Never mind. Good-bye.
He turned away, and walked to the window. She stood a moment, looked at him uneasily, and went out troubled.
No, he was not cold to her. There was an instant (the very last one) when he had longed to take her in his arms and say good-bye to her, and even to tell her, but he had not dared even to touch her hand.
Afterwards she may shudder when she remembers that I embraced her, and will feel that I stole her kiss.
And would she stand that test? he went on a few minutes later to himself. No, she wouldnt; girls like that cant stand things! They never do.
And he thought of Sonia.
There was a breath of fresh air from the window. The daylight was fading. He took up his cap and went out.
He could not, of course, and would not consider how ill he was. But all this continual anxiety and agony of mind could not but affect him. And if he were not lying in high fever it was perhaps just because this continual inner strain helped to keep him on his legs and in possession of his faculties. But this artificial excitement could not last long.
He wandered aimlessly. The sun was setting. A special form of misery had begun to oppress him of late. There was nothing poignant, nothing acute about it; but there was a feeling of permanence, of eternity about it; it brought a foretaste of hopeless years of this cold leaden misery, a foretaste of an eternity on a square yard of space. Towards evening this sensation usually began to weigh on him more heavily.
With this idiotic, purely physical weakness, depending on the sunset or something, one cant help doing something stupid! Youll go to Dounia, as well as to Sonia, he muttered bitterly.
He heard his name called. He looked round. Lebeziatnikov rushed up to him.
Only fancy, Ive been to your room looking for you. Only fancy, shes carried out her plan, and taken away the children. Sofya Semyonovna and I have had a job to find them. She is rapping on a frying- pan and making the children dance. The children are crying. They keep stopping at the cross-roads and in front of shops; theres a crowd of fools running after them. Come along!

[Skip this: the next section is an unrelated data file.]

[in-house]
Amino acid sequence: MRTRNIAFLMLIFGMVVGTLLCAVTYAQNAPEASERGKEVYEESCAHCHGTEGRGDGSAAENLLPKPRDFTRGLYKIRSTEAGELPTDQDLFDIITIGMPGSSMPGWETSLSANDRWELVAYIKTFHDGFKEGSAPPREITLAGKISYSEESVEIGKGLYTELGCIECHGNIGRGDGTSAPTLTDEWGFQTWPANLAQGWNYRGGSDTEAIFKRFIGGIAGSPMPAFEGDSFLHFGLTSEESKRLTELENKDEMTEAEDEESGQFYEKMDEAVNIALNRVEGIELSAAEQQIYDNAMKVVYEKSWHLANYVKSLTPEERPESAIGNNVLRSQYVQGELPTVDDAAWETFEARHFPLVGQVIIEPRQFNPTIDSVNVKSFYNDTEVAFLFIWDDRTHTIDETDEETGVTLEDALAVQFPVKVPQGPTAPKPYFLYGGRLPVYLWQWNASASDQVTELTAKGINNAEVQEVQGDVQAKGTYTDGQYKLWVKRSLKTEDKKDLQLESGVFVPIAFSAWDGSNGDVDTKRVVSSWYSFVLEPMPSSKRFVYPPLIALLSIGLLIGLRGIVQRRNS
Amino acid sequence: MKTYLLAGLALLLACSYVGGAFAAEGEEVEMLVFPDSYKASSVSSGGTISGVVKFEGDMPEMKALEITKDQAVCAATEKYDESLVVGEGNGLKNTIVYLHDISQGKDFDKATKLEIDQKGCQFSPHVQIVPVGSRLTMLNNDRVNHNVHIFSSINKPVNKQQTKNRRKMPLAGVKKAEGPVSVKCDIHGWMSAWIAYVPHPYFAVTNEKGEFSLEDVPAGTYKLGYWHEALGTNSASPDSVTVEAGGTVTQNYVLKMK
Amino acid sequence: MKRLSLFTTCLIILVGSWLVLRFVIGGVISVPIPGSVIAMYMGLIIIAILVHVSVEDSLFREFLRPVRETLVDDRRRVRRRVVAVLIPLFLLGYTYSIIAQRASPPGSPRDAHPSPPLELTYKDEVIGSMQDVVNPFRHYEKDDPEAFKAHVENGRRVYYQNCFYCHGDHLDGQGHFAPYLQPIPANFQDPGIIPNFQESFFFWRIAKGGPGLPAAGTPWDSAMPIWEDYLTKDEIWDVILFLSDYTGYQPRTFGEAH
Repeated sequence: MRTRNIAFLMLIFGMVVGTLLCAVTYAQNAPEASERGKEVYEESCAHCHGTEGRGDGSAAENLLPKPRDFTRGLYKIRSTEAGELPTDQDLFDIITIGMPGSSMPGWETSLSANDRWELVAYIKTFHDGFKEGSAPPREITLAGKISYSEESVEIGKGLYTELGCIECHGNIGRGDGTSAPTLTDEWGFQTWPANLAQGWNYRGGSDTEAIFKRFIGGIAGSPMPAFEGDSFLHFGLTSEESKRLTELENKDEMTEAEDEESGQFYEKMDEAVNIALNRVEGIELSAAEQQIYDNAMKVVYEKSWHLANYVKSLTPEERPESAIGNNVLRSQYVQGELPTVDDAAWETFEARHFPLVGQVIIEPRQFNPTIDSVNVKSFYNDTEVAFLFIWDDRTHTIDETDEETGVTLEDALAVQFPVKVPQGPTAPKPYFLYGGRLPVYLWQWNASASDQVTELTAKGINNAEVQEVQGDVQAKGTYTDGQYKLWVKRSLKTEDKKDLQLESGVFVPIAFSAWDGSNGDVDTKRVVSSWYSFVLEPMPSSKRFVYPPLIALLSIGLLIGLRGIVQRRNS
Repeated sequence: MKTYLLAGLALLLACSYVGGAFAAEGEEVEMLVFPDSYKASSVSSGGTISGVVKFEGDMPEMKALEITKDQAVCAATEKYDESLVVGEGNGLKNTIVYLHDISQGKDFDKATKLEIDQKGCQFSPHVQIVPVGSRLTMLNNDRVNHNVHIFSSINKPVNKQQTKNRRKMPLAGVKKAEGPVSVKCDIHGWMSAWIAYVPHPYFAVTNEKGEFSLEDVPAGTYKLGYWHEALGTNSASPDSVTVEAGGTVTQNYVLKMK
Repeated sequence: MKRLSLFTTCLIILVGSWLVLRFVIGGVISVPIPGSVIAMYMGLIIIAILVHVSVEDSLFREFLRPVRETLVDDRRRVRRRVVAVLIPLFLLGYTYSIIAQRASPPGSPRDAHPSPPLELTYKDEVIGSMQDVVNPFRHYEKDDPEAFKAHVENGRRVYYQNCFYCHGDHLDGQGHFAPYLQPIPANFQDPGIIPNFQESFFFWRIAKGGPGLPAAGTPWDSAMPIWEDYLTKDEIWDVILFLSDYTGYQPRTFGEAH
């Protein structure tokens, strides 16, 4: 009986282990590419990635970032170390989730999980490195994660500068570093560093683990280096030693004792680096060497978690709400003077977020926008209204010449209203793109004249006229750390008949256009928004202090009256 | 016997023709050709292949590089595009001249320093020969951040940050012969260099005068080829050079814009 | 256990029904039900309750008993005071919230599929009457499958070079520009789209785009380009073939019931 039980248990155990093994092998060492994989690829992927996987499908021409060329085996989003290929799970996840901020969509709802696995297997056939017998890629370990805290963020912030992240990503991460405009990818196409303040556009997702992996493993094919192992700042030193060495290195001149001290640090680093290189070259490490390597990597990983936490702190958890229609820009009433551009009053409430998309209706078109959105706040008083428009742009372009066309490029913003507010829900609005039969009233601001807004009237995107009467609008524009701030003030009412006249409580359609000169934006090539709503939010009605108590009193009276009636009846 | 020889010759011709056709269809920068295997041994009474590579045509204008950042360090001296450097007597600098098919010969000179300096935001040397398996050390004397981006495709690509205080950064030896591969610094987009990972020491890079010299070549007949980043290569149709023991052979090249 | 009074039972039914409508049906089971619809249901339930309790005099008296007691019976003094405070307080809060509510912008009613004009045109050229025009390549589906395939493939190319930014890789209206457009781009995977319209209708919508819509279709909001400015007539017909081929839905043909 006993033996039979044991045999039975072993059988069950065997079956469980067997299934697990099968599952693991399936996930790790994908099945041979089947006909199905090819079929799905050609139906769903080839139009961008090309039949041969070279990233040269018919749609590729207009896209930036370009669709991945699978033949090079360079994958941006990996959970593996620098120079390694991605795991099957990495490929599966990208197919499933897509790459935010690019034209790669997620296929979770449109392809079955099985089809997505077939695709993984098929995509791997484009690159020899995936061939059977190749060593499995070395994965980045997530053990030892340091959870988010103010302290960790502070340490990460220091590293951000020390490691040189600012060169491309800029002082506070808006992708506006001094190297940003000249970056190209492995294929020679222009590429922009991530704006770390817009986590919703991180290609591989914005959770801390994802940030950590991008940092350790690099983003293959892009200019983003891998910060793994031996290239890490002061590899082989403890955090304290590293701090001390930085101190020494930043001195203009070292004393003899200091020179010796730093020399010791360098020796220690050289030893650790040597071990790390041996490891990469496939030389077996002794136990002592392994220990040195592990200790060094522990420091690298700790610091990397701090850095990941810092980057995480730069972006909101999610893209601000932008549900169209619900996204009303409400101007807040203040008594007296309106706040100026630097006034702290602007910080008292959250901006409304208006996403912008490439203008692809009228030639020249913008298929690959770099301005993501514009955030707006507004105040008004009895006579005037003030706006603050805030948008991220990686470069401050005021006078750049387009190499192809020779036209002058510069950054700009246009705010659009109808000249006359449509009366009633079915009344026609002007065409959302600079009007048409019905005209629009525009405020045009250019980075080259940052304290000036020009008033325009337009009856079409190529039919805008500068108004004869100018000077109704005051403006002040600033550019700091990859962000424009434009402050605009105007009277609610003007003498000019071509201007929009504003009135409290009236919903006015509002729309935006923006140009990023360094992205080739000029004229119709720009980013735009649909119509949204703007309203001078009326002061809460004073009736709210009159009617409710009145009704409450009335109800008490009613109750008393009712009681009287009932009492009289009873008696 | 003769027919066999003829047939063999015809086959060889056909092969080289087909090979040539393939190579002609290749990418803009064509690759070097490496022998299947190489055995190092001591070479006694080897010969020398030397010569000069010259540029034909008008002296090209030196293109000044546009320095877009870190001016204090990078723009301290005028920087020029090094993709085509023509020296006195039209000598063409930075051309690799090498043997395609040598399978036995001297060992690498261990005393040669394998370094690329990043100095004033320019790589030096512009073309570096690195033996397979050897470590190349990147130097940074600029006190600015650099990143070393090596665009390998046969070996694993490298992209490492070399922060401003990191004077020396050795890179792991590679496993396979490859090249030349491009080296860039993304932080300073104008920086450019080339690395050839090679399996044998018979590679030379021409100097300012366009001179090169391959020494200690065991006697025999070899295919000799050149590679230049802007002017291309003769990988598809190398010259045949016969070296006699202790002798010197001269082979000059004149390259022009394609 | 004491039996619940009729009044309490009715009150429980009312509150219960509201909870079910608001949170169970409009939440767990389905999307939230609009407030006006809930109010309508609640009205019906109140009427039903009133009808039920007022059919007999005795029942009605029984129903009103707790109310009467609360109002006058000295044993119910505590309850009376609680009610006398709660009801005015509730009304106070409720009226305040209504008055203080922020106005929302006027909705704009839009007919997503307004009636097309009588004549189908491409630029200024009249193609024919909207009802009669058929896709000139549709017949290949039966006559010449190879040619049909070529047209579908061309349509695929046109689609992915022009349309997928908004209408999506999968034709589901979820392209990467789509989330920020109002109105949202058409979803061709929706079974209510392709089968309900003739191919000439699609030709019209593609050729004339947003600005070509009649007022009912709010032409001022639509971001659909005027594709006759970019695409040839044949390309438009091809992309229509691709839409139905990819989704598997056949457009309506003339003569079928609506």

And Sonia? Raskolnikov asked anxiously, hurrying after Lebeziatnikov.
Simply frantic. That is, its not Sofya Semyonovnas frantic, but Katerina Ivanovna, though Sofya Semyonovas frantic too. But Katerina Ivanovna is absolutely frantic. I tell you she is quite mad. Theyll be taken to the police. You can fancy what an effect that will have. They are on the canal bank, near the bridge now, not far from Sofya Semyonovnas, quite close.
On the canal bank near the bridge and not two houses away from the one where Sonia lodged, there was a crowd of people, consisting principally of gutter children. The hoarse broken voice of Katerina Ivanovna could be heard from the bridge, and it certainly was a strange spectacle likely to attract a street crowd. Katerina Ivanovna in her old dress with the green shawl, wearing a torn straw hat, crushed in a hideous way on one side, was really frantic. She was exhausted and breathless. Her wasted consumptive face looked more suffering than ever, and indeed out of doors in the sunshine a consumptive always looks worse than at home. But her excitement did not flag, and every moment her irritation grew more intense. She rushed at the children, shouted at them, coaxed them, told them before the crowd how to dance and what to sing, began explaining to them why it was necessary, and driven to desperation by their not understanding, beat them. Then she would make a rush at the crowd; if she noticed any
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